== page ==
Milk beats soy for post-weighlifting muscle gain
(12 April 2007: VIDYYA MEDICAL NEWS SERVICE) -- Got milk? Weightlifters will want to raise a glass after a new study found that milk protein is significantly better than soy at building muscle mass.
The study, conducted by a team of researchers at McMaster University’s Department of Kinesiology, was recently published in the American Journal of Clinical Nutrition. It compared how much muscle protein young men gained after completing a heavy weight workout followed by consumption of equivalent amounts of protein as either fluid skim milk or a soy drink.
"Our thinking going into the study was that milk would be better than soy. We suspected this would be the case because of work done by French researchers. However, we were really impressed by how much greater the gains in muscle protein with milk were," says Sarah Wilkinson, lead researcher and a graduate student in the department of kinesiology.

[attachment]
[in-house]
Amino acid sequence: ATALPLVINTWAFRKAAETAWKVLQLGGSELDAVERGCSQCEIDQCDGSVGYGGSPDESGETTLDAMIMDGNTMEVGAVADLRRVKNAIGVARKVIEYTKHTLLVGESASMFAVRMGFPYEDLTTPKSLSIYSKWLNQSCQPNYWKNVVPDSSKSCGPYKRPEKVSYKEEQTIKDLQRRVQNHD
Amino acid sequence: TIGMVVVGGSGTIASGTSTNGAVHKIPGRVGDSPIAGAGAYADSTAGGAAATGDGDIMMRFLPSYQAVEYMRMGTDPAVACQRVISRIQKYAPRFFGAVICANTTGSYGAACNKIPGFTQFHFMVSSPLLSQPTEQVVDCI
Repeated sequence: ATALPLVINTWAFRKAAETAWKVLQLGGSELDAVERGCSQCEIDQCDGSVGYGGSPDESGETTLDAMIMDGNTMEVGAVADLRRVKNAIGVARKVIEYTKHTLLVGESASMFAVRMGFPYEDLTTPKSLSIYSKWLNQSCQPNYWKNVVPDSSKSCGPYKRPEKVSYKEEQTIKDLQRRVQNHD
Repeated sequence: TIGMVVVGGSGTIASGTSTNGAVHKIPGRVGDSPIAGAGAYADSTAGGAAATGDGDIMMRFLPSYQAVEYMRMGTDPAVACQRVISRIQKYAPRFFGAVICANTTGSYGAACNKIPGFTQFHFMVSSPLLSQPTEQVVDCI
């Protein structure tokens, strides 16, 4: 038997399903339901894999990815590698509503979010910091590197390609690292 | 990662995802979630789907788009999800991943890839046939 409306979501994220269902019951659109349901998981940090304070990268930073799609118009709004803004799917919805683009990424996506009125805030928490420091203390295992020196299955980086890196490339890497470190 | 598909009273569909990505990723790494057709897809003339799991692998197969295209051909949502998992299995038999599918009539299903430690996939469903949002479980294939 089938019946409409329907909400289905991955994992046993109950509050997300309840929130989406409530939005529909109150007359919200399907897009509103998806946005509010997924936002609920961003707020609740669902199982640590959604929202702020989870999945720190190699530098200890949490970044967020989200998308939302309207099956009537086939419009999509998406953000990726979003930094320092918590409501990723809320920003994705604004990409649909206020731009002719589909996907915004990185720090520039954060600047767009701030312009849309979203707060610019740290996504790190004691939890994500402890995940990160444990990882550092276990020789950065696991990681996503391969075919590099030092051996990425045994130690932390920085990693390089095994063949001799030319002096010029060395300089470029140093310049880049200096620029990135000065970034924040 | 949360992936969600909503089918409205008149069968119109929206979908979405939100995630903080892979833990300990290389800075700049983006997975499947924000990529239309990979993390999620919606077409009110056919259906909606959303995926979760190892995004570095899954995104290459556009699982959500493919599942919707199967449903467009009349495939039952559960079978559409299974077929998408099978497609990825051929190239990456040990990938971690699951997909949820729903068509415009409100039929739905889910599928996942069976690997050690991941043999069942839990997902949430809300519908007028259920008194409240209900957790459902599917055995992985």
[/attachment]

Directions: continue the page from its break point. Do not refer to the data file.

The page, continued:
The findings would suggest that if men consume only skim milk (two cups) after each of their workouts, they would gain almost twice as much muscle in 10 weeks than if they drank the same amount of protein as a soy drink.
"This is an interesting finding, since soy and milk proteins are considered to be complete proteins that are basically equivalent from a nutritional standpoint," explains Stuart Phillips, associate professor of kinesiology, who was also involved in the study. "Our findings clearly show that milk proteins are a superior source of protein in producing muscle mass gains in response to weightlifting."
Scientists also analyzed the composition of milk and soy proteins and did not find remarkable differences. At this stage, researchers are uncertain why milk proteins were so much more effective than soy. However, the two main types of proteins in milk, whey and casein, may have intrinsic properties that are advantageous in terms of supporting muscle growth.
"The plan at this point is to follow this up with a long-term study to see if the findings from this short-term study can be replicated," says Phillips.
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